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3 Fast Facts About “Minding” Our Bodies: Research on the Impact of Tai Chi on Cognitive-neuromuscular Interactions in Older Adults

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  1. Emerging research suggests fall-related injuries and cognitive decline in the elderly are interconnected.
    • Executive function, gait health, and balance may be correlated and predict one another.
  2. Mind and body practices, such as tai chi, have been shown to benefit both cognitive and motor function.
    • They may help improve balance and stability, thus reducing injuries caused by falling.
  3. A current study on tai chi for the elderly is assessing the impact of tai chi practice on health and on health care costs.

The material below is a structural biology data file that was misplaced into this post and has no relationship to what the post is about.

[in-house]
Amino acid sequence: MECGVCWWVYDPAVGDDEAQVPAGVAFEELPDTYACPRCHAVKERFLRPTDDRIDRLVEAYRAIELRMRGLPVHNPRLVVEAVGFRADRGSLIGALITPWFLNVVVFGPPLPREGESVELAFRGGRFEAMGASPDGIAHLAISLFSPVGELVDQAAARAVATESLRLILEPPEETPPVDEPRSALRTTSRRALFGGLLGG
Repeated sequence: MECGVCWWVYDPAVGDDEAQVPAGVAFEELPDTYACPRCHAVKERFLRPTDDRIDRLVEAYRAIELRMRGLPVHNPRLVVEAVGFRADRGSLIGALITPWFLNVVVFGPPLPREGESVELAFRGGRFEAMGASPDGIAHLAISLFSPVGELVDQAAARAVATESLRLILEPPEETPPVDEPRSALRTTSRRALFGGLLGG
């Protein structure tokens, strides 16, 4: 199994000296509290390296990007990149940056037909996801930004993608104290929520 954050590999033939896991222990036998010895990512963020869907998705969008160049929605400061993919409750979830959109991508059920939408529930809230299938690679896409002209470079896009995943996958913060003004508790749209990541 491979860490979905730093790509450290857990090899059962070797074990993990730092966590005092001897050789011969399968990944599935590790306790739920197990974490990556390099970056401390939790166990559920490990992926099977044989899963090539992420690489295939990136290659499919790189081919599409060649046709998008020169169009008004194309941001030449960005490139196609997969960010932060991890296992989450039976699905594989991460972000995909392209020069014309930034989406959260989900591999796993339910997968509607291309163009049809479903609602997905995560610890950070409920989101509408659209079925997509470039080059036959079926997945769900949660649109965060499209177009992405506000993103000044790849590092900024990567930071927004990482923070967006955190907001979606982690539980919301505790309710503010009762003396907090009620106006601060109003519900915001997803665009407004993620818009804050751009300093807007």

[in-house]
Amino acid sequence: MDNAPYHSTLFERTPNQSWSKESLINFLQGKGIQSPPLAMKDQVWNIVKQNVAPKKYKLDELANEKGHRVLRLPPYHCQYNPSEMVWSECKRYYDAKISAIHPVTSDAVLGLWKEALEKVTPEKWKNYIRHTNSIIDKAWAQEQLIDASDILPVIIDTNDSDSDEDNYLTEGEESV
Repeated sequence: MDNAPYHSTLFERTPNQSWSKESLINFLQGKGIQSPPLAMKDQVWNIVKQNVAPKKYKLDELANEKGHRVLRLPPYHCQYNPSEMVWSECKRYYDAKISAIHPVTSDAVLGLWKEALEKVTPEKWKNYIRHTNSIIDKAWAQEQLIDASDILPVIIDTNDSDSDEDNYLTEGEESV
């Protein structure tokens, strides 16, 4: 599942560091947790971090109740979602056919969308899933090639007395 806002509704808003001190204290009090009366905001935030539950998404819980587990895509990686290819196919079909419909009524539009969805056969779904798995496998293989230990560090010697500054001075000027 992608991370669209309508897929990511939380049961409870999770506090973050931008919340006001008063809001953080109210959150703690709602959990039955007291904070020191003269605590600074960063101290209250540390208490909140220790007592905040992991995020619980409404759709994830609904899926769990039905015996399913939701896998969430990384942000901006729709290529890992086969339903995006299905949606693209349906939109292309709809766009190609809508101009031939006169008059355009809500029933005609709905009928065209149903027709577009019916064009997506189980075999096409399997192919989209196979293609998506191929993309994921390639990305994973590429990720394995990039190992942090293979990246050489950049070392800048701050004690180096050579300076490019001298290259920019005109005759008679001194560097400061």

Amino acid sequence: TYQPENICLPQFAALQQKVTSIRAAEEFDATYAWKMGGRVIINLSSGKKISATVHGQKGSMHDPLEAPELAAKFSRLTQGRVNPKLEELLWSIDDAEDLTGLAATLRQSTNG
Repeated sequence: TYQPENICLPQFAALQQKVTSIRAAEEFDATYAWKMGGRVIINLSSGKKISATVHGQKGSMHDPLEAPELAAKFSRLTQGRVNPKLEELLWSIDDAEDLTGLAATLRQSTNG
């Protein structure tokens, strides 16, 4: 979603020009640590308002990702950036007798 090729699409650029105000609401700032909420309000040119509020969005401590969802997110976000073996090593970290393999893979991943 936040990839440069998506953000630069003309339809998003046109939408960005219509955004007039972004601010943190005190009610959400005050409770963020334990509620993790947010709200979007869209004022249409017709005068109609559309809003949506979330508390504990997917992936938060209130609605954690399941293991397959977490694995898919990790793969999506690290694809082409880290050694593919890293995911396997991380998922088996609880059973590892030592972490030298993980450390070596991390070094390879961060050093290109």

• Earlier studies suggest tai chi is cost effective, and indicate the mechanisms of its physical impact.

Peter Wayne, Ph.D., assistant professor of medicine and research director of the Osher Center for Integrative Medicine at Brigham and Women’s Hospital and Harvard Medical School, explored current tai chi research in his lecture “Minding” Our Bodies: Research on the Impact of Tai Chi on Cognitive-neuromuscular Interactions in Older Adults on Monday, September 12, 2016, at 10 a.m. ET.

The lecture is available to review via NIH videocast.

This page last modified May 09, 2017